Iran’s Islamic Revolutionary Guard Corps (IRGC) on May 10 knocked back the suggestion from Donald Trump that the country’s leadership should sit down and talk with him over the growing crisis between the US and Islamic Republic.
“No talks will be held with the Americans and the Americans will not dare take military action against us,” Yadollah Javani, the IRGC deputy head for political affairs, was quoted as saying by Tasnim News Agency. “Our nation... sees America as unreliable.”
As the day also brought news of the arrival of American B-52 bombers at a US base in Qatar over what Washington describes as threats—the intelligence is widely reported to have come from the Israelis but what has been publicly detailed is vague and in no way independently verified—and the aircraft carrier USS Abraham Lincoln passed through the Suez Canal, analysts continued to assess the likelihood that neocon hawks in the Trump administration are bent on a military confrontation to secure regime change in Tehran.
War of attrition
The unprecedented war of attrition on Iran’s economy is continuing apace—May brought in the policy of attempting to force Iranian oil exports towards zero and this week the US also sanctioned Iran’s sizeable exports of metals—and Trump, while suggesting talks, said he could not rule out military action.
Iran describes the US military build-up on its doorstep as “psychological warfare” and says the deployment of the aircraft carrier was a routine matter ordered long ago that has been dressed up as a “response”, but the threatening military presence is nevertheless real and Trump was, on May 9, asked by reporters whether there is real potential for a military clash.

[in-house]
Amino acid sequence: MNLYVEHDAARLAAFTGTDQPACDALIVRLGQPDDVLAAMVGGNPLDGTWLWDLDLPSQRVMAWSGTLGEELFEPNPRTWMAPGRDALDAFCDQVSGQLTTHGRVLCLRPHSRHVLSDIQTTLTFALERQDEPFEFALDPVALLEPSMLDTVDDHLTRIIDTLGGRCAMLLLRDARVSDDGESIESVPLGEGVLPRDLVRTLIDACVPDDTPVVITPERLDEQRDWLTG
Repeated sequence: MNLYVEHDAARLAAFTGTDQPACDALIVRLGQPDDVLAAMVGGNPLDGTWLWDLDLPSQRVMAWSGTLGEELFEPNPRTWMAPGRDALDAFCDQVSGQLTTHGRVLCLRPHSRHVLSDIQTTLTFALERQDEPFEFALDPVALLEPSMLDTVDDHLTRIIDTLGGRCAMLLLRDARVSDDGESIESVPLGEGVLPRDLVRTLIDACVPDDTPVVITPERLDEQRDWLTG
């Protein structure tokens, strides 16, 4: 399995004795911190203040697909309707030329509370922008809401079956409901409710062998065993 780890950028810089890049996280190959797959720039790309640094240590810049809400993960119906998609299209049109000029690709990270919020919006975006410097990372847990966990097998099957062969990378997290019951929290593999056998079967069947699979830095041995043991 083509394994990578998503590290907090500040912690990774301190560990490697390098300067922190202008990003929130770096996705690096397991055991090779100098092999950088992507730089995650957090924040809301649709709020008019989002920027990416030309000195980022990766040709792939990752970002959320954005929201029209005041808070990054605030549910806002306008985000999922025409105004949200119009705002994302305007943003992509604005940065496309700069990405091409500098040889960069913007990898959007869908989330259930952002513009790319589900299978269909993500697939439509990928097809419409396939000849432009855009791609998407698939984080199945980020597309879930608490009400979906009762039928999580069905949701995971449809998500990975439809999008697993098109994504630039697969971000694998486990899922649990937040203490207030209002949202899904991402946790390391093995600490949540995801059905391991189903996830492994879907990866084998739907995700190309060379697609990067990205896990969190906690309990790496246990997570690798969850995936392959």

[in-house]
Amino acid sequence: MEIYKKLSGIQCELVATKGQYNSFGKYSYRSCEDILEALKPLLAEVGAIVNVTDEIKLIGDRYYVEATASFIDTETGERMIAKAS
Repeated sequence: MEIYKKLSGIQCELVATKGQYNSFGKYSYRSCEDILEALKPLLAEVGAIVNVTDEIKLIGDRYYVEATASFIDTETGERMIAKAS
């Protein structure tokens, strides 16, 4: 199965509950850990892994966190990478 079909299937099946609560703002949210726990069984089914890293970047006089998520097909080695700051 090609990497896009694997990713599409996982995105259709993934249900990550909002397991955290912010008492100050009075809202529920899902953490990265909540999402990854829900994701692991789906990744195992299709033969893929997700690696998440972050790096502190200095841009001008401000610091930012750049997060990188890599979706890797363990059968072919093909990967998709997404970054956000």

“I guess you could say that always, right? I don’t want to say no, but hopefully that won’t happen. We have one of the most powerful ships in the world that is loaded up and we don’t want to do anything,” he responded.
The B52s and USS Abraham Lincoln operate under US Central Command (CENTCOM) that covers the Middle East and Afghanistan. In April, Iran designated CENTCOM as “terrorist” after the unprecedented announcement from the White House that the US had placed the IRGC on its list of foreign terrorist organisations.
Thousands join marches
Thousands of Iranians took part in state-sponsored marches on May 10 to voice support for the government’s move on May 8 in which it gave the remaining nuclear deal signatories (most pointedly Europe) 60 days to do significantly more to protect Iran’s oil and banking industries from US sanctions under the nuclear deal—or face the scenario of Iran scaling down its commitment to the accord, and most probably at least gradually moving for the exit.
State television showed thousands marching after Friday prayers in Tehran and reported that similar marches were held across the country. “America should know, sanctions have no effect!” chanted the demonstrators, many of whom carried signs reading “Down with USA”.